Grosheintz-Fischer-Reissert aldehyde synthesis

What is Grosheintz-Fischer-Reissert aldehyde synthesis?

The Grosheintz-Fischer-Reissert aldehyde synthesis, also known as the Reissert aldehyde synthesis, was initially reported by Reissert in 1905 and later extended by Grosheintz and Fischer in 1941. This reaction involves the synthesis of aldehyde via the formation of 1-acyl-2-cyano-1,2-dihydroquinoline derivatives from acyl chlorides, quinoline, and potassium cyanide KCN, followed by the hydrolysis of these derivatives under acidic conditions to produce quinaldic acid and aldehydes.

Grosheintz-Fischer-Reissert aldehyde synthesis - general reaction scheme - Reissert aldehyde synthesis
Grosheintz-Fischer-Reissert aldehyde synthesis

While the original procedure occurs smoothly for aroyl or cinnamoyl chloride in liquid SO2, it is not effective in solvents such as benzonitrile, ether, dioxane, acetone, or CHCl3. However, the modification from Grosheintz and Fischer using hydrogen cyanide and 2 eq. quinoline in absolute benzene is adaptable for aliphatic acid chlorides.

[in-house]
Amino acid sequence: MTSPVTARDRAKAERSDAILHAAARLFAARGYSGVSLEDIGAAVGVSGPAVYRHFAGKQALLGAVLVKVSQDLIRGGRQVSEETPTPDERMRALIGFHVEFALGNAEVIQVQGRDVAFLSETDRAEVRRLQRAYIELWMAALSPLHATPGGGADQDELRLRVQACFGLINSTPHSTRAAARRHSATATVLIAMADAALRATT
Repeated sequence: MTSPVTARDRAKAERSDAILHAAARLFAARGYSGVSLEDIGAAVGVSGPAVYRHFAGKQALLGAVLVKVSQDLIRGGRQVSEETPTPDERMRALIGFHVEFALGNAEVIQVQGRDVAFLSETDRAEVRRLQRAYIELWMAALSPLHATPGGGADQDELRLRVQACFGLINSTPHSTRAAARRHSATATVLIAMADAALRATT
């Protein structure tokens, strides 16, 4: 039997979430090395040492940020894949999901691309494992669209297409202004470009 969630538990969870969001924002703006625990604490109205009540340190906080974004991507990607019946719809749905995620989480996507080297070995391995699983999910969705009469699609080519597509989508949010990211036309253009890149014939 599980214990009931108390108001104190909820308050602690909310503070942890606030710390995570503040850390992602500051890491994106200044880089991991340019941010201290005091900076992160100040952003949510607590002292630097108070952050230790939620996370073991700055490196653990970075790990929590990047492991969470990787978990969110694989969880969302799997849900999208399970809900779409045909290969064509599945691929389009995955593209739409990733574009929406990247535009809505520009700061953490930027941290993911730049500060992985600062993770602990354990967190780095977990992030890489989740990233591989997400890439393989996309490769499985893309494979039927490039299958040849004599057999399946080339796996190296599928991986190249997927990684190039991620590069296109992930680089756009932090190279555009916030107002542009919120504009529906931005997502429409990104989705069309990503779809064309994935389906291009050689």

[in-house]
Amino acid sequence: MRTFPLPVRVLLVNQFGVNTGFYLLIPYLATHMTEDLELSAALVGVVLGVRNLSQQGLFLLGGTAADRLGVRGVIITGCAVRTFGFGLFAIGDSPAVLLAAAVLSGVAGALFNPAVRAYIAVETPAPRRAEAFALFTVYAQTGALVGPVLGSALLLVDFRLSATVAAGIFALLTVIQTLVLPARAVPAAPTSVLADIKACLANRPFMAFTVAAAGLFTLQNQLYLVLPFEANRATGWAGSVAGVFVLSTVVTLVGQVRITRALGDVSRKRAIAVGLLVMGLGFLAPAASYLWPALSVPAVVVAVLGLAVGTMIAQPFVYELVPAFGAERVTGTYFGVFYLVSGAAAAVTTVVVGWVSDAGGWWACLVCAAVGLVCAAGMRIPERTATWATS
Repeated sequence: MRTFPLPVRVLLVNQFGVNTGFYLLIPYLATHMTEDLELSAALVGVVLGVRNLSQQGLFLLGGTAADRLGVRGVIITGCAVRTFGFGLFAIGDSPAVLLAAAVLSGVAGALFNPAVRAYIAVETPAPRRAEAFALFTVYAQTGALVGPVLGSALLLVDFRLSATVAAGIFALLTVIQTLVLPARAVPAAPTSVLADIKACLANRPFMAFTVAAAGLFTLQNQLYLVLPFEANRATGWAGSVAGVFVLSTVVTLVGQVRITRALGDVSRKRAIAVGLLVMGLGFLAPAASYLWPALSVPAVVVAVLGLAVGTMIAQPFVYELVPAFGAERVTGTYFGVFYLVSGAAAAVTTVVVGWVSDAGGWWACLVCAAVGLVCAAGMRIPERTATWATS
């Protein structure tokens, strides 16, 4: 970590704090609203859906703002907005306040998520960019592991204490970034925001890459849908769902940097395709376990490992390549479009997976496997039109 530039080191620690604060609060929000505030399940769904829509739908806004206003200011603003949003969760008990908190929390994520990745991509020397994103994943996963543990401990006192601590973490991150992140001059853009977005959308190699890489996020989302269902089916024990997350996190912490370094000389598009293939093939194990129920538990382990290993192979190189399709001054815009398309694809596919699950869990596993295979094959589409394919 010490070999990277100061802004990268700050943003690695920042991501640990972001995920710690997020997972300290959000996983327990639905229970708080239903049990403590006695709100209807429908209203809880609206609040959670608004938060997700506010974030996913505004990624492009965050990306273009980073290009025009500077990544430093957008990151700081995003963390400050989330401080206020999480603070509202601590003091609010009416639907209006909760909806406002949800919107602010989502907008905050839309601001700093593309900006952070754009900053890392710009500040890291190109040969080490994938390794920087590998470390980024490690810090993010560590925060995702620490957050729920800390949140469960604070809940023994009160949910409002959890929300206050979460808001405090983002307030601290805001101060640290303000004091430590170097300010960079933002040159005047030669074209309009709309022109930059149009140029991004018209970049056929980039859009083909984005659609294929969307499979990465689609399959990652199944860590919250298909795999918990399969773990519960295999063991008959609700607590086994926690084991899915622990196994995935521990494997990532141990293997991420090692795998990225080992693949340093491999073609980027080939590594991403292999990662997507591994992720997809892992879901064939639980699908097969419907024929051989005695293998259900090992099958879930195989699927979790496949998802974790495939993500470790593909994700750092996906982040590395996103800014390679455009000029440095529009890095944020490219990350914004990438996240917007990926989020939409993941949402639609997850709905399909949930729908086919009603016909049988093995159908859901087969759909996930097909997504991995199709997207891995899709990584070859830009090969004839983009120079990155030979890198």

This method is considered superior to the normal Rosenmund reduction as it can convert acyl chlorides into aldehydes that cannot be achieved through Rosenmund reduction. For example, o-nitrobenzoyl chloride has been converted into o-nitrobenzaldehyde in 60 % yield through this reaction.

On the other hand, the Rosenmund reduction is not suitable for such conversion.

The Grosheintz-Fischer-Reissert aldehyde synthesis has a broad range of applications in the synthesis of aldehydes, particularly in the synthesis of aromatic aldehydes.